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Why history is against a change of government when Queenslanders go to the polls

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Queensland’s pandemic election could favour the major parties, particularly incumbent Labor, if history serves as a guide.

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Early voting will begin on Monday with almost one in five Queenslanders applying for a postal vote, the highest number ever in a state election.

Traditionally major parties save their big promises for the final week of campaigning to win over undecided voters.

But the rise in early voting will shift the way the campaign plays out, University of Queensland political historian Chris Salisbury said.

Major parties will increasingly make tactical announcements earlier.

“It almost favours the major parties because they have the resources to be able to spread a lot of effort over the full four weeks of the election campaign,” Dr Salisbury told AAP.

“The minor parties don’t necessarily have those resources at their disposal. They have to be a bit more savvy with just when and where and how they try to present their big pictures.”

The incumbent Labor party, led by Premier Annastacia Palaszczuk, may also get a boost due to the pandemic, he noted.

There was no state election the last time the borders were shut during the Spanish flu pandemic of 1918-1920.

However Dr Salisbury said there was a state election in Tasmania and a federal election that favoured incumbents.

“The events that I’ve looked at in 1919 all saw incumbent governments returned,” he said.

“You can look to the Northern Territory election a few weeks back to suggest it might have played a factor there in seeing the Gunner government being returned.”

Salisbury said crises tend to favour incumbent governments because voters are less likely to risk threatening the status quo.

Incumbents have been returned in all but three of the 16 times since 1886 that Queenslanders went to polls while facing or recovering from crises like natural disasters, financial downturns, wars and pandemics.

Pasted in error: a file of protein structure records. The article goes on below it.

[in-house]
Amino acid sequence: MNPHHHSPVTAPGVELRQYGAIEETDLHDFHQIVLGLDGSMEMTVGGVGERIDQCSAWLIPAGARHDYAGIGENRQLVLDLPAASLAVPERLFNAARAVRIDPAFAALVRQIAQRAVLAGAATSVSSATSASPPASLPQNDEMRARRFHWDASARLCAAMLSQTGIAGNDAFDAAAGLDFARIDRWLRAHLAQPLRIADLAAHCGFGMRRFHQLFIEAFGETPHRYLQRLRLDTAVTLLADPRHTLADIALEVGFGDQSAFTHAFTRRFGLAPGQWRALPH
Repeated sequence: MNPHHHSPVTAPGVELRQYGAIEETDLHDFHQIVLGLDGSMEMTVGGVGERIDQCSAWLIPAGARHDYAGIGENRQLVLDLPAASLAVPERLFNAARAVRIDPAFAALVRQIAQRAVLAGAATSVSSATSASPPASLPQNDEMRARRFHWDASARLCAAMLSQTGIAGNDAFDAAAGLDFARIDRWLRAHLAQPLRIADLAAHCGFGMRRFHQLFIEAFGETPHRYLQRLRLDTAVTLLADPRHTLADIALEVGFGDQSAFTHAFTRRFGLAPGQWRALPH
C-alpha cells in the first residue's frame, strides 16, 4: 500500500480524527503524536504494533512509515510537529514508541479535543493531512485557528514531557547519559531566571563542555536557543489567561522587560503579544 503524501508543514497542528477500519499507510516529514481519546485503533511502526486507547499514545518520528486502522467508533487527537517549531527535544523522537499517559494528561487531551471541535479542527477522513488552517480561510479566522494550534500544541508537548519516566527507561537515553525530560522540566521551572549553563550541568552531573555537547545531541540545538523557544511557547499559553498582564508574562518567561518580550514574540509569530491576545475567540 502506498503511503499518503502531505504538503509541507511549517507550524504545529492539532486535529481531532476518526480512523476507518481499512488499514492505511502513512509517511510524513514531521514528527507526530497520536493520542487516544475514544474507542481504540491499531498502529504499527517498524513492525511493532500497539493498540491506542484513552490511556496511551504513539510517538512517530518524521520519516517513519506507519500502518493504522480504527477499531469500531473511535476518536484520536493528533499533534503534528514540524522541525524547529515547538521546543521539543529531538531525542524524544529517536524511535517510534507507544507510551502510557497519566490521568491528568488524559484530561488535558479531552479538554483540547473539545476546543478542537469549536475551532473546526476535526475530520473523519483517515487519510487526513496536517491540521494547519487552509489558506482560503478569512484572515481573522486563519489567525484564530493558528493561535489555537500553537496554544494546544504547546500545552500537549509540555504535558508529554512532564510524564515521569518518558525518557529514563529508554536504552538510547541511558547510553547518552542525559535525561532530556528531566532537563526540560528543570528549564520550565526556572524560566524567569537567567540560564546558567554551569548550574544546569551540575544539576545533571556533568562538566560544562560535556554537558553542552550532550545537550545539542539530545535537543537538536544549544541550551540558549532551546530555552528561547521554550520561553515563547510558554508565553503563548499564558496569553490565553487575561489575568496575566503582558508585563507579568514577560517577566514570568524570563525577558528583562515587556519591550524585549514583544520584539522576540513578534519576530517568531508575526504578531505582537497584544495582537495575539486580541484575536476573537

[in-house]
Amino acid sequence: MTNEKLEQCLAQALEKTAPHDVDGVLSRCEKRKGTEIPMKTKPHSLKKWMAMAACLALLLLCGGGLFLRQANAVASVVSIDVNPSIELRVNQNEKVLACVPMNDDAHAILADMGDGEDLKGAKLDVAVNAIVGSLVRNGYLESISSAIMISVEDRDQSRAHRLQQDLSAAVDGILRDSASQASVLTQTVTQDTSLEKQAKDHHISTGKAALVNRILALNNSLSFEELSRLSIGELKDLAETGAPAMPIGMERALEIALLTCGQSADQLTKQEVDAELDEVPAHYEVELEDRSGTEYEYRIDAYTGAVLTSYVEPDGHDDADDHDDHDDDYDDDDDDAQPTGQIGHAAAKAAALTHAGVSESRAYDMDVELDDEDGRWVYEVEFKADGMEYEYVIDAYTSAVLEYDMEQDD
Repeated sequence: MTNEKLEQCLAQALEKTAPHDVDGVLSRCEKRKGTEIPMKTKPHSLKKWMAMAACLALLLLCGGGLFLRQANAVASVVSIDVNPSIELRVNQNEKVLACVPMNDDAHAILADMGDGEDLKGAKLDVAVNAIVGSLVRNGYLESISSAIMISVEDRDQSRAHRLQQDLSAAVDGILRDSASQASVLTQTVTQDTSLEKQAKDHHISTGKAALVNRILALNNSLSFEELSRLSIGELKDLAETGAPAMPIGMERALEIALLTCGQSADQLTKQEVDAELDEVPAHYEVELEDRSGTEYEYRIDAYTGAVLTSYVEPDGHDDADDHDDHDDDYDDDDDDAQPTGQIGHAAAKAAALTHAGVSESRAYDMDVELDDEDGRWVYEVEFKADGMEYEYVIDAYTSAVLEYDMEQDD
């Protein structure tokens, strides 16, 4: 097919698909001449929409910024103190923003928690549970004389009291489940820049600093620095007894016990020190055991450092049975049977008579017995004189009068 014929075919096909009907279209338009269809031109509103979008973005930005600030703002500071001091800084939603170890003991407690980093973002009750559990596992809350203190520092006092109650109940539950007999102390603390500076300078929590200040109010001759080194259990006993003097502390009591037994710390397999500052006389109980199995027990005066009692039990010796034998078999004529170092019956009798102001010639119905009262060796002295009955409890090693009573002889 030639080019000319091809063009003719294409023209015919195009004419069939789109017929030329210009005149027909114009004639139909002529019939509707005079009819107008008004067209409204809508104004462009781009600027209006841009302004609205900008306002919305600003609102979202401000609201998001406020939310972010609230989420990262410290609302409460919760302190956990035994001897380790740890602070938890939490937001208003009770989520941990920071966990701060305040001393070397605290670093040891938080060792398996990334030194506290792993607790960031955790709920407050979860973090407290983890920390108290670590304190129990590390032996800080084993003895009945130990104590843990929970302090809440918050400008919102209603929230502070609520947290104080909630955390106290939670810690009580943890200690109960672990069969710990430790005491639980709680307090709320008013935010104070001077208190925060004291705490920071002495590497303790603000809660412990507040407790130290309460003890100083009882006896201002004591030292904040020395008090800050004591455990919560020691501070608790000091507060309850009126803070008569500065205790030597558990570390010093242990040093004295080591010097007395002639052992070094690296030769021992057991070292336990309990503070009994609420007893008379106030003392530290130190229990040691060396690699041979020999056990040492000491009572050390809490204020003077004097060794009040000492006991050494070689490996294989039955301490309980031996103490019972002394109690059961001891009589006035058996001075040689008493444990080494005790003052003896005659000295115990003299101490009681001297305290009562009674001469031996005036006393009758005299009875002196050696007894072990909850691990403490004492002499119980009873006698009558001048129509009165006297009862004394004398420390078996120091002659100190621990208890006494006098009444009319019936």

During the Second World War, premier William Forgan Smith led the Labor government to re-election in 1938 and 1941 before retiring in 1942. Labor then ruled for another 15 years in Queensland.

But there have been exceptions to the incumbent trend.

TJ Ryan’s Labor victory during the First World War in 1915 was a rare ousting for a government in troubled times.

Salisbury said it was first time a sitting Queensland premier, Digby Denham, had lost his seat, exactly 100 years before the same thing happened to Campbell Newman.

The Liberal National Party may take more comfort in the precedent of the Great Depression election of 1929, when an economic downturn was weighing on voters’ minds in a similar way to the COVID-19 recession.

In that election Arthur Moore’s Country and Progressive National Party took power after 14 years of Labor government in Queensland.

“When the Great Depression hit, at a federal level, as well as here in Queensland it helped to remove incumbent governments,” Dr Salisbury said.

The Moore government served a single term before Labor reclaimed power under Mr Forgan Smith in the 1932 election.

“Times of crisis favour fully-functioning parties, in well established political systems, that can really manage both the running of government as well as the media aspect of campaigning,” Salisbury said.

The official polling day in Queensland is October 31.

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